When my brother in law tagged a deer last fall, he and my sister promised me some to cook with. I was a little anxious because I had never cooked with venison before. I wanted to do something different – I didn’t want to make any old beef recipe and simply substitute venison, I wanted to choose something that would compliment the venison. Rob gave me a small tip roast, and after comparing a lot of different recipes online, I eventually settled on this one from Jamie Oliver. As I was cooking it, the aroma of juniper and rosemary mingled in my kitchen – I don’t know that I would have ever suspected them of going together, but they do fantastically. My only error was that because I only had a small amount of meat, I reduced the rest most of the recipe by a quarter… but forgot to reduce the spices I put in, and as a result it was overpowering. Still, the meat was tender and delicious and I would love to try to make venison stew again in the future.
4 tablespoons plain flour
800g (1.5-2lbs) quality stewing venison, cut into 2cm (or 1 inch) chunks
2 onions, peeled and roughly chopped
3 carrots, peeled and roughly chopped
2 sticks celery, trimmed and roughly chopped
1 tablespoon juniper berries, crushed in a pestle and mortar
2 sprigs of rosemary, leaves picked and chopped
1 Tablespoon butter
6 sprigs of fresh flat-leaf parsley (separate the stalks and the leaves)
2 beef stock cubes
600g (1-1.5lbs) small new potatoes, scrubbed clean, larger ones halved
1-2 cloves garlic, peeled and finely chopped
- Dust a chopping board with 2 tablespoons of flour and a good pinch of sea salt and black pepper, and toss your chunks of meat through this mixture until well coated. Heat a large pan on a high heat, add a few glugs of olive oil and fry your meat for 3 minutes to brown it. Add your chopped onions, carrots, celery, crushed juniper berries, rosemary and the butter. Add a few tablespoons of water, give everything a good stir, then put the lid on the pan and let everything steam for 4 to 5 minutes.
- Take the lid off so your meat and vegetables start to fry, and stir every so often for 5-10 minutes. Chop your parsley stalks finely, and once the onions start to caramelize, add them to the pan with your remaining 2 tablespoons of flour and your crumbled stock cubes. Stir, and pour in enough water to cover the mixture by a couple of inches. Put the parsley leaves aside for later.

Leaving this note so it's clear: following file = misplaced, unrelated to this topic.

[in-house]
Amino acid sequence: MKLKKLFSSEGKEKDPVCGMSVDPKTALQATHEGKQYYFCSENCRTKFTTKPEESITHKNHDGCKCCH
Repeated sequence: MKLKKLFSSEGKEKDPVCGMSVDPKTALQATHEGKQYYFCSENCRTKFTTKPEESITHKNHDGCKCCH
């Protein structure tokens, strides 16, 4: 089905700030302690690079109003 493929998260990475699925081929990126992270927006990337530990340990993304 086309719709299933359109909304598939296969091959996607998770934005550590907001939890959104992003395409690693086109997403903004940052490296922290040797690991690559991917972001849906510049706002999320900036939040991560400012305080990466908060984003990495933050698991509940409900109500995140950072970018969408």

- Bring to the boil, then turn the heat down to medium low so that the stew is just simmering. Add your potatoes and slow cook with the lid slightly askew for at least 2 hours or until the meat falls apart easily. You can add a splash of water if you think it looks too dry.
- Put your chopped garlic in the middle of a chopping board. Add most of your parsley leaves with a teaspoon of sea salt and half a teaspoon of black pepper. Chop everything together so you get a rough paste. Add this to the stew and stir through. Chop the last of the parsley leaves and sprinkle over before serving.
Fantasy is often stereotyped for excessive descriptions, including descriptions of food. Who could make it through The Chronicles of Narnia without wanting to find out what Turkish Delight tastes like? Or read A Game of Thrones without craving a bowl of beef and barley stew? I am certainly not the only one who has thought so… you could create a library of cookbooks written solely to give people a taste of fictional worlds. The summer before last, I was at the Renaissance Faire and was tempted by a bookseller and several fantasy-themed cookbooks by Chelsea Monroe-Cassel. It should be obvious how my checkbook fared against that temptation.
My recreation of Skyrim’s chicken dumplings is adapted from this book. The filling is flavorful – sweet from the carrots and roasted leeks, spring-like from the dill and fennel, balanced with richness from the cream. I’ve made these 3 times already, and will definitely keep making them.
Continue reading “Marie Cooks Skyrim: Chicken Dumplings”